Today George H. Smith begins a new essay series with a discusion of Thomas Jefferson’s ideas about education and his plan for a decentralized system of public schools in the state of Virginia. Smith writes that contrary to the beliefs of some historians that would link Jefferson to Enlightenment advocates of state schooling like Benjamin Rush, Samuel Knox, and Noah Webster or to the common school movement of the 1830s, Jefferson favored schooling on a more local level:
The key to local school districts, according to Jefferson, is that they give parents direct and ultimate control over how their children are educated. To suppose that schools will he better managed by “any authority of the government, than by the parents within each ward…is a belief against all experience.” A government can no more manage schools than it can manage “our farms, our mills, and merchants’ stores.” Elementary education should be the concern of local communities under the supervision of parents; it should not be controlled by the federal or state governments.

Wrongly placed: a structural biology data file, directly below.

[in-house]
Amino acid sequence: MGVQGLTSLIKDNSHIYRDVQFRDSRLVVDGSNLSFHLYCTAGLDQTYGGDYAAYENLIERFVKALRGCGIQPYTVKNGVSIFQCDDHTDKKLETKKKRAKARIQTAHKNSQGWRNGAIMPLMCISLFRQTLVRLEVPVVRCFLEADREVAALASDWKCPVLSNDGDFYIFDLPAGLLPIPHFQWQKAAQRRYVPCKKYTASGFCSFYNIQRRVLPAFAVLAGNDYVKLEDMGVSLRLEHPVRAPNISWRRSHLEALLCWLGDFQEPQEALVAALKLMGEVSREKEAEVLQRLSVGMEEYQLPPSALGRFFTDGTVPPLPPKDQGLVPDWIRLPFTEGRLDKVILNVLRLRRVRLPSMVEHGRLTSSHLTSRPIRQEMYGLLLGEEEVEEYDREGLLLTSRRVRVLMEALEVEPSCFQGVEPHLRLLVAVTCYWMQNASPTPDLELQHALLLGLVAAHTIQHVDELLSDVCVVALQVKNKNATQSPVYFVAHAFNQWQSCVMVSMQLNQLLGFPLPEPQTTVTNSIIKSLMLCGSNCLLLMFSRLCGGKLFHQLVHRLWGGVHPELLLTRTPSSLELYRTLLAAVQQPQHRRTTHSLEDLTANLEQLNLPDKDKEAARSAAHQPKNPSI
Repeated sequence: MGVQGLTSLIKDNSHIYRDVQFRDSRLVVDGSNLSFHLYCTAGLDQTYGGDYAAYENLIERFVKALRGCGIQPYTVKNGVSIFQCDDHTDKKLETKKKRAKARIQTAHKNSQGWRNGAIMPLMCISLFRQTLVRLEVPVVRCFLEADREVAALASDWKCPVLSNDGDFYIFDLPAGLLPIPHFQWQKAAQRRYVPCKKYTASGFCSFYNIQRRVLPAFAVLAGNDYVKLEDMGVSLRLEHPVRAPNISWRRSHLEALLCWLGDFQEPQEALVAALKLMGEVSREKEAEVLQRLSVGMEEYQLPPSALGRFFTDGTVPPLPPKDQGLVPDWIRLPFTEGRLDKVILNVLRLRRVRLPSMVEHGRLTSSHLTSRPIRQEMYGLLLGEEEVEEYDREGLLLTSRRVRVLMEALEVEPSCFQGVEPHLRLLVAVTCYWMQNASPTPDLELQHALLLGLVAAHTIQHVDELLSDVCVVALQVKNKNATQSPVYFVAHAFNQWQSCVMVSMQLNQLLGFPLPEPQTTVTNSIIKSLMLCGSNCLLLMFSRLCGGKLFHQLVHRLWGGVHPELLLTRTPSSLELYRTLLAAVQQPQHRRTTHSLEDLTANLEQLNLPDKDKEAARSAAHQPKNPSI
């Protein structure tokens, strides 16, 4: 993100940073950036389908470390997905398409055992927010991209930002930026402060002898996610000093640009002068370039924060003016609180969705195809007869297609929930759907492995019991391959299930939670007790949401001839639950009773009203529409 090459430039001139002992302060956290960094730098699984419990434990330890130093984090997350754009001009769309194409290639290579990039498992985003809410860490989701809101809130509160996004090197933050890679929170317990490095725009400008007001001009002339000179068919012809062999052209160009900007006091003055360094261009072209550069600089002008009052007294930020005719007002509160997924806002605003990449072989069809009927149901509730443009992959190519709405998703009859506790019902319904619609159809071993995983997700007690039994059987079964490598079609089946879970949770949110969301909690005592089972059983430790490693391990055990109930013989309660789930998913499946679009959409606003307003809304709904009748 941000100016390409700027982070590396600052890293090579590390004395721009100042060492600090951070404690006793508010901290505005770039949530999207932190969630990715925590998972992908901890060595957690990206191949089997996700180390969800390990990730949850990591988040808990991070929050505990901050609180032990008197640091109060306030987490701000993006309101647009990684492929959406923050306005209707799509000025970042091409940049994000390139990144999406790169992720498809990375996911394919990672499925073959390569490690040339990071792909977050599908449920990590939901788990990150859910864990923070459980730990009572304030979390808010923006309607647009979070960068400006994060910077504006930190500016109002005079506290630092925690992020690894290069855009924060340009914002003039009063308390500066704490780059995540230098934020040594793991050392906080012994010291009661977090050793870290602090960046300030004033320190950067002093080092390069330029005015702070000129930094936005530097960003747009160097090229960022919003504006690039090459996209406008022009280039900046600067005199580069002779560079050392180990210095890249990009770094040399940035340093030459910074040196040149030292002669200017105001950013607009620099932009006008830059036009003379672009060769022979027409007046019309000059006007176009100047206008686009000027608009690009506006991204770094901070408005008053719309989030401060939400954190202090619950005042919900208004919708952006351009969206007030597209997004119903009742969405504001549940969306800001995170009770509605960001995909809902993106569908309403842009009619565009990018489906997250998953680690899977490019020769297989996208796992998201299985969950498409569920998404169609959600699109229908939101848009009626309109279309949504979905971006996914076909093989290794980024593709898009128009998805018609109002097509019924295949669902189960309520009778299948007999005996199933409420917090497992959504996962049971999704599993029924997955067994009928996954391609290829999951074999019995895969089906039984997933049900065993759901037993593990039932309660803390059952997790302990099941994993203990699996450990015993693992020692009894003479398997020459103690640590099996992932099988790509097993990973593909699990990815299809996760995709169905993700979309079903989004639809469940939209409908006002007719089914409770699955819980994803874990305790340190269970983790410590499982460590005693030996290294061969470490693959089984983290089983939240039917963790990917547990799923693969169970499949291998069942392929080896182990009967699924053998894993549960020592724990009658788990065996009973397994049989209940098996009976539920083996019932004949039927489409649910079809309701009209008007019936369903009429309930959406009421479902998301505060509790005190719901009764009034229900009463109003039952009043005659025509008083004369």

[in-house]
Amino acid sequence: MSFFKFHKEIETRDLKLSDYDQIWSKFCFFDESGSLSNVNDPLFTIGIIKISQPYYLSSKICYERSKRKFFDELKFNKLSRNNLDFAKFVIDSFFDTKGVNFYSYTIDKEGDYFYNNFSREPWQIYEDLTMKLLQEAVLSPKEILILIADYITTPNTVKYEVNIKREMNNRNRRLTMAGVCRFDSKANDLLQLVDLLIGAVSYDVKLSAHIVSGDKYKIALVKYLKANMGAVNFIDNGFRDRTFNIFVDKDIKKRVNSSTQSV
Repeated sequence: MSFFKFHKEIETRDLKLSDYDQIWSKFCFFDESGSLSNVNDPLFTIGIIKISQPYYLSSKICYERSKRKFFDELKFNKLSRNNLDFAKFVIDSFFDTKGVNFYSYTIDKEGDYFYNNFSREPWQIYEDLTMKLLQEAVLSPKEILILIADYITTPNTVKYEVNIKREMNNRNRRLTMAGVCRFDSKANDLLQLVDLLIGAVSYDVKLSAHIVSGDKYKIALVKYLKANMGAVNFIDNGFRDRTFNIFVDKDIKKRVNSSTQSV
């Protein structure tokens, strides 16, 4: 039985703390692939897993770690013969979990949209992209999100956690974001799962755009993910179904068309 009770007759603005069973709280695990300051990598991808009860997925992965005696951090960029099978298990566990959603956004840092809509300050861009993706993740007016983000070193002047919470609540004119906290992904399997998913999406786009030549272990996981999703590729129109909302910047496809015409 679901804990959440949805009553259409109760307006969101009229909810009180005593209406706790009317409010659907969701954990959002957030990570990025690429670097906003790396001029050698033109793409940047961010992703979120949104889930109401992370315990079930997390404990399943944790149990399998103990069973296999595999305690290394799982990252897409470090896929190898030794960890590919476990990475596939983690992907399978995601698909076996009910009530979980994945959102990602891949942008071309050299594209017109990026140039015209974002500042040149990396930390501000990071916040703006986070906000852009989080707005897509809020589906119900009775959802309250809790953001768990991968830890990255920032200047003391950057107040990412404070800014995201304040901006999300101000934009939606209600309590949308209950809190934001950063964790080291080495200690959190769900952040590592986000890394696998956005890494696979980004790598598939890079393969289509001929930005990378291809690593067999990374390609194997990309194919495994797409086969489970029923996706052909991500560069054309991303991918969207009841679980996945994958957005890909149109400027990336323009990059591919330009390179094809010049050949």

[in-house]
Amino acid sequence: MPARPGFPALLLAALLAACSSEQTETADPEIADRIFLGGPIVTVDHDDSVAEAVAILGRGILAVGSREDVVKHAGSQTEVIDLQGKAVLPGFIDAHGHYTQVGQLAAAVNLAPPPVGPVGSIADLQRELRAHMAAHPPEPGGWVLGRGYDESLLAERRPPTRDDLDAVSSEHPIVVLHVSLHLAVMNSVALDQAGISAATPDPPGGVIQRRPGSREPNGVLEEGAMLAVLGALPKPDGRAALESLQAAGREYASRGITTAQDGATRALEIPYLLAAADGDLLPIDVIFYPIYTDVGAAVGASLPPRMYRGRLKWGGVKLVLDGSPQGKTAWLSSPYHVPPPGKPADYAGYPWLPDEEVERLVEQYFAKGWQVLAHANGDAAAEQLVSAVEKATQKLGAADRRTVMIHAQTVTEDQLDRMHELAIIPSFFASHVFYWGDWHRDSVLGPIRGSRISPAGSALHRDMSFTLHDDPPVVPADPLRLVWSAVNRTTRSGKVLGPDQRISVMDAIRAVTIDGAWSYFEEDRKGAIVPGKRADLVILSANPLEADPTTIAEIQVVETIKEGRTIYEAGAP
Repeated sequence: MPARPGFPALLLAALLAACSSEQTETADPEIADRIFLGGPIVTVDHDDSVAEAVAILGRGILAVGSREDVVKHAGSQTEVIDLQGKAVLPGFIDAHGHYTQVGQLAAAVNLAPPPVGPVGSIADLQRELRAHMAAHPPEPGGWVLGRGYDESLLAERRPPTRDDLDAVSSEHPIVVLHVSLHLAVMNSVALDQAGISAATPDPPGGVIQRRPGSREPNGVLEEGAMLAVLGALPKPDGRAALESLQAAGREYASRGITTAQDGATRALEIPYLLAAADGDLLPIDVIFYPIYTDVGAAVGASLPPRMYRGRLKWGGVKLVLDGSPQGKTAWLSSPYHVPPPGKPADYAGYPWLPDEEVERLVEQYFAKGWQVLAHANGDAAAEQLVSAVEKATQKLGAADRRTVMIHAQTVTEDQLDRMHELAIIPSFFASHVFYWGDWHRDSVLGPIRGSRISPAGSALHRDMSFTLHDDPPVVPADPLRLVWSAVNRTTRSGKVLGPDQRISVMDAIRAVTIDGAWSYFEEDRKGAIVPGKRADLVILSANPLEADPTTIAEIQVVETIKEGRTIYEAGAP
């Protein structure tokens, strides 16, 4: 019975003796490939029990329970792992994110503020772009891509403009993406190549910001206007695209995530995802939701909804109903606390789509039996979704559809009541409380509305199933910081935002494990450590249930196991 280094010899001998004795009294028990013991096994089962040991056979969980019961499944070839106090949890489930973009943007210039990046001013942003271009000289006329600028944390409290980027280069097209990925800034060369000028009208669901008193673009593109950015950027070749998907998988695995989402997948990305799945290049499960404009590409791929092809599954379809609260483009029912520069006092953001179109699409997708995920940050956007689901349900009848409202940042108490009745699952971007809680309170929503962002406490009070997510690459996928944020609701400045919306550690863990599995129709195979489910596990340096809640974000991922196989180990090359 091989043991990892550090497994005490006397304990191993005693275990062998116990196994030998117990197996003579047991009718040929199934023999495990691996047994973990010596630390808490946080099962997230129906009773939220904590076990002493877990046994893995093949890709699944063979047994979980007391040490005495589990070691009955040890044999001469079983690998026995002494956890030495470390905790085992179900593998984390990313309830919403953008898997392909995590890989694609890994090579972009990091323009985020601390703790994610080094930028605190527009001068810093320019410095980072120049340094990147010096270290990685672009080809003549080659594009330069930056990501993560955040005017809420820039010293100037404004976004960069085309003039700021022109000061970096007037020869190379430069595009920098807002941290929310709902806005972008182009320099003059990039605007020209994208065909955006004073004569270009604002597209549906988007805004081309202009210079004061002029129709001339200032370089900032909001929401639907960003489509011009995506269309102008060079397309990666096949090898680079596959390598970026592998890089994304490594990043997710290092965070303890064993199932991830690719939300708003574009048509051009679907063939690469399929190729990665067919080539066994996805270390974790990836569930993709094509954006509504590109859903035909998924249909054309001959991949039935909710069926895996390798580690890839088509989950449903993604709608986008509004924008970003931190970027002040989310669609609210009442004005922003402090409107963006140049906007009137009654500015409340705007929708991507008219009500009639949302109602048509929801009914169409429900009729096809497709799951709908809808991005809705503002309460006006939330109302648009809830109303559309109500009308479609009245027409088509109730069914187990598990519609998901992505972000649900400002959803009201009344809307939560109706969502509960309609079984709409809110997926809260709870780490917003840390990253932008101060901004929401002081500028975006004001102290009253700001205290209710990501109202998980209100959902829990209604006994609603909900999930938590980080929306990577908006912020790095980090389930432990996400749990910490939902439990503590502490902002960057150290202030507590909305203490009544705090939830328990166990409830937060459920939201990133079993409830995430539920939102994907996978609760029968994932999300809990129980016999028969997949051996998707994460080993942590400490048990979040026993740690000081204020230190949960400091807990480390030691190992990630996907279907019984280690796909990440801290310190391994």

Extreme decentralization was thus the centerpiece of Jefferson’s plan for public schools, and he warned of the potential consequences should this feature be ignored:
“What has destroyed liberty and the rights of man in every government which has ever existed under the sun? The generalizing and concentrating all cares and powers into one body, no matter whether of the autocrats of Russia or France, or the aristocrats of a Venetian Senate.”